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This article was published 20/7/2011 (3553 days ago), so information in it may no longer be current.
There's nothing especially clean about Rob Zombie.
The busy musician/director/screenwriter/artist has carved out a niche working in the horror genre, a topic he covers whether he's fronting his industrial metal band or in gory films such as the Devil's Rejects, House of 1,000 Corpses and remakes of the first two Halloween movies.
So it might have been a surprise to some of his fans when they heard the 46-year-old was tapped to direct a commercial for Woolite laundry detergent.
Of course, Zombie brought his own twist to the 30-second clip. Instead of a soccer mom getting grass stains out of her kid's pants or some other done-to-death scenario, Zombie made it his own by with a masked "torturer" stretching, shrinking and fading clothes.
"A lot of directors do TV commercials. They wanted something that seemed like a horror movie so it starts off with a guy dragging something through a field and you think it's a dead body, but it's a bag of laundry," Zombie says with a laugh.
He initially turned down the project because of time constraints, but found a couple of days in Vancouver earlier this year and got it done.
Two days off for Zombie is a rarity.
He is involved in so many projects, his schedule is jam-packed; he can barely find time to fit everything in, he says.
"I don't sleep much. If I could figure out how to not sleep at all, I wouldn't. I'm not big on sleeping," he says, echoing the thoughts of mad scientists everywhere.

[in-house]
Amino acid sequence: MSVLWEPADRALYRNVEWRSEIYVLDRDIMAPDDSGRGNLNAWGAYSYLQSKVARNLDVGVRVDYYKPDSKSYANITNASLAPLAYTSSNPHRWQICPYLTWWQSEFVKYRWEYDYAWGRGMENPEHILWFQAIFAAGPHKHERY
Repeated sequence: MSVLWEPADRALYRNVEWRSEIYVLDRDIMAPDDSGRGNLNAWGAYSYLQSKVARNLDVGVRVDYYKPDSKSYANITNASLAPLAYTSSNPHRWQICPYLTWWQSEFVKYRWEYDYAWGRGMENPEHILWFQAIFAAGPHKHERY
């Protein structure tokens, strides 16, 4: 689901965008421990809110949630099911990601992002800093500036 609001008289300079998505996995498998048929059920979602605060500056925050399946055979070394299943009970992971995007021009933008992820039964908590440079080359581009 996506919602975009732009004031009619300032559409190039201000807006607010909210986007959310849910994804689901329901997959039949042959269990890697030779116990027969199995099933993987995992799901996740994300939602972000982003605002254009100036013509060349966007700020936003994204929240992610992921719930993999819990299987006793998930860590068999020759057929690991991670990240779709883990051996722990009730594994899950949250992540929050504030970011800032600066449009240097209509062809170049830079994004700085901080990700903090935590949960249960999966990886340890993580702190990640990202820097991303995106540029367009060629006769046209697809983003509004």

His current itinerary finds him on the road with thrash legends Slayer and Exodus as part of the Hell on Earth tour, which stops at the MTS Centre Wednesday (tickets are $50 to $88 at Ticketmaster).
The tour is in support of his fifth solo album, Hellbilly Deluxe 2, a sequel to his 1998 solo debut, released after more than a decade fronting the acclaimed metal band White Zombie.
When the tour is finished, he'll trade in the microphone for a director's chair for his next movie project, The Lords of Salem, based on a song about witches from his 2006 album, Educated Horses.
"I had the idea for Lords of Salem, the movie, a long time ago, long before the song. I started writing the screenplay years ago and it was lost, packed away somewhere, but I thought that was a cool title so I used it for the song," he says.
"I'm always coming up with stuff and packing it away. There's stuff from 20 years ago I wrote that I still have. I don't like to waste things, unless it's a bad idea."
When it comes to the difference between making music and movies, Zombie enjoys both, but when he's recording an album there are fewer people to deal with than when he's on a film set.
The more money that's involved in a cinematic project, the more the studios want to butt in.
"I'm proud of everything. The thing I have the best feelings about is The Devil's Rejects because it's the least interfered-with project I did," he says. "The Halloween projects were a big pain in the ass. The studio was notoriously difficult to deal with. Everything they do is detrimental to the creative process. You're making it for them, but it seems like they are doing everything in their power to not make it."
He's got a good feeling about The Lords of Salem, though, since its being produced by Oren Peli, the writer/director of Paranormal Activity, who knows a thing or two about low-budget filmmaking.
The movie should be out sometime in 2012.